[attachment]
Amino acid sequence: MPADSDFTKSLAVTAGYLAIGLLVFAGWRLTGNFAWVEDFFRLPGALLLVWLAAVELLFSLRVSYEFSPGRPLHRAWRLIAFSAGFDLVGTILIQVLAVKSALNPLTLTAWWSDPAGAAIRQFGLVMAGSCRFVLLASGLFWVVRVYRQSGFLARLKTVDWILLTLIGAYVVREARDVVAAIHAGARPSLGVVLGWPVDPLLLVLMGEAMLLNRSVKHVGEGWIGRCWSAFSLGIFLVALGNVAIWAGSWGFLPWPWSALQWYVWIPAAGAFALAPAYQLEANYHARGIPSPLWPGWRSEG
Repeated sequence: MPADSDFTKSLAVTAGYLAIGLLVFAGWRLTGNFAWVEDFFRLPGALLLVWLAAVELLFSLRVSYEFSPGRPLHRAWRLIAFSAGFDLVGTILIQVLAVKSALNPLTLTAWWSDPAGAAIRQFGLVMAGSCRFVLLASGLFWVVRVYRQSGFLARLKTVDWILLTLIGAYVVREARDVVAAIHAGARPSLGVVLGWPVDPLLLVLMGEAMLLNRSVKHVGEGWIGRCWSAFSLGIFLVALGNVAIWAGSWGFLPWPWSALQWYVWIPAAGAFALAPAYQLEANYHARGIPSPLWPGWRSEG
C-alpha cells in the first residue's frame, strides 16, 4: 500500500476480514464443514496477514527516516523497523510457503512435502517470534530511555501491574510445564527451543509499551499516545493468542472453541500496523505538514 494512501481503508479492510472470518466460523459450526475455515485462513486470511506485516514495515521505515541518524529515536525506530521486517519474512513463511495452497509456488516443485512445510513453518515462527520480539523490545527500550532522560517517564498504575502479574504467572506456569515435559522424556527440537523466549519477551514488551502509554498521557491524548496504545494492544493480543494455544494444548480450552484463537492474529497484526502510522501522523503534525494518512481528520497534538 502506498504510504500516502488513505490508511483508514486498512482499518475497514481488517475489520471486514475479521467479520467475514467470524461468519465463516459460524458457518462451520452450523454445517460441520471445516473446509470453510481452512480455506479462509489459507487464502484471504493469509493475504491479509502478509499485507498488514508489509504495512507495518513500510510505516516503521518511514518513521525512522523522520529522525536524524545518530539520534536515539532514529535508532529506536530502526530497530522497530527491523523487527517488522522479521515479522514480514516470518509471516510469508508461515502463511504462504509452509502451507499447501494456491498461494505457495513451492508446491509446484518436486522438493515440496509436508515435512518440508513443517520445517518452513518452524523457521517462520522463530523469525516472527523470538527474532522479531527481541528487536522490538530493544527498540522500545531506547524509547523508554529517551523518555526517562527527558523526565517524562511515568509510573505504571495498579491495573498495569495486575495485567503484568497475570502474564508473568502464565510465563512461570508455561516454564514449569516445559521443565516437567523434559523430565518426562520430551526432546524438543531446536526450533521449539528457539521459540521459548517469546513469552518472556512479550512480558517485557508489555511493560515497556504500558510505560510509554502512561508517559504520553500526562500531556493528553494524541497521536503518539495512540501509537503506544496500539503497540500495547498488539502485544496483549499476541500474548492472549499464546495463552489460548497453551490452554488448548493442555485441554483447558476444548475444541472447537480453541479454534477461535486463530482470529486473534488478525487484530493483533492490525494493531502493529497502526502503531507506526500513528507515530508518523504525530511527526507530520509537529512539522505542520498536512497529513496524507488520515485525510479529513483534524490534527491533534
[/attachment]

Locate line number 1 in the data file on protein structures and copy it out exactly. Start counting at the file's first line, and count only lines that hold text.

Amino acid sequence: MPADSDFTKSLAVTAGYLAIGLLVFAGWRLTGNFAWVEDFFRLPGALLLVWLAAVELLFSLRVSYEFSPGRPLHRAWRLIAFSAGFDLVGTILIQVLAVKSALNPLTLTAWWSDPAGAAIRQFGLVMAGSCRFVLLASGLFWVVRVYRQSGFLARLKTVDWILLTLIGAYVVREARDVVAAIHAGARPSLGVVLGWPVDPLLLVLMGEAMLLNRSVKHVGEGWIGRCWSAFSLGIFLVALGNVAIWAGSWGFLPWPWSALQWYVWIPAAGAFALAPAYQLEANYHARGIPSPLWPGWRSEG